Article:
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Marlee Matlin calls out Kidz Bop for treatment of deaf performer

The Codastar called out the long-running kids' music brand, saying she's "pissed" at how it's treating one of its young performers

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Marlee Matlin
Marlee Matlin
Photo: Unique Nicole (Getty Images)

Marlee Matlin took time out of her busy day at Sundance today—where she’s serving on the festival’s U.S. Dramatic Competition jury—to call out kids music brand Kidz Bop, saying that she’s “pissed” over the way the company is treating its first deaf performer.

Specifically, Matlin spoke on behalf of a young performer named Savannah/Savvy, who joined the long-running “kids sing pop songs without the swear words” company late last year, in a move highlighted in an article by People. All well and good: Savvy’s appeared in a number of Kidz Bop videos, both in the videos proper, and in picture-in-picture, doing ASL alongside the lyrics.

The trouble, per Matlin, came when Savvy asked if she could be part of the Kidz Bop touring company. Per an exchange with the performer’s mother, Matlin says they were told, “They weren’t going to let her on the tour because they said the interpreter was too expensive.” Matlin bristled at this:What do you mean too expensive? Too expensive to pay for the interpreter. Too expensive to give her access. That’s fucking ridiculous.”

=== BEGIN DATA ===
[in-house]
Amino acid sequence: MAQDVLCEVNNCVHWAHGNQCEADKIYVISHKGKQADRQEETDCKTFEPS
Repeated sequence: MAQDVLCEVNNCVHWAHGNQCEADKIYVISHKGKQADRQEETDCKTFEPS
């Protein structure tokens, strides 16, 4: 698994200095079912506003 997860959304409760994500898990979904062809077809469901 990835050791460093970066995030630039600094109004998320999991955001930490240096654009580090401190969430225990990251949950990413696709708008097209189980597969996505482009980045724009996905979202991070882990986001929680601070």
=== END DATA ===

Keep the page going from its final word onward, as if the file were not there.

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Matlin is, of course, one of the most prominent deaf actors in America; she was at Sundance two years ago, too, where her film Coda picked up several awards before winning Best Picture at the Oscars in 2022. But she says that she still faces similar issues in her own career, recounting a recent incident in which a multi-episode role was offered to her as a judge in a TV show, only to have the part rescinded after she asked questions about “how they planned to envision the courtroom with the use of an interpreter, a necessity to play such a character.” “There’s still a lack of education out there,” she told reporters at Sundance.

Kidz Bop has been running since 2001, using kids to record kid-friendly covers of pop songs. The brand’s YouTube channel has more than 3 million subscribers.

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[via The Hollywood Reporter]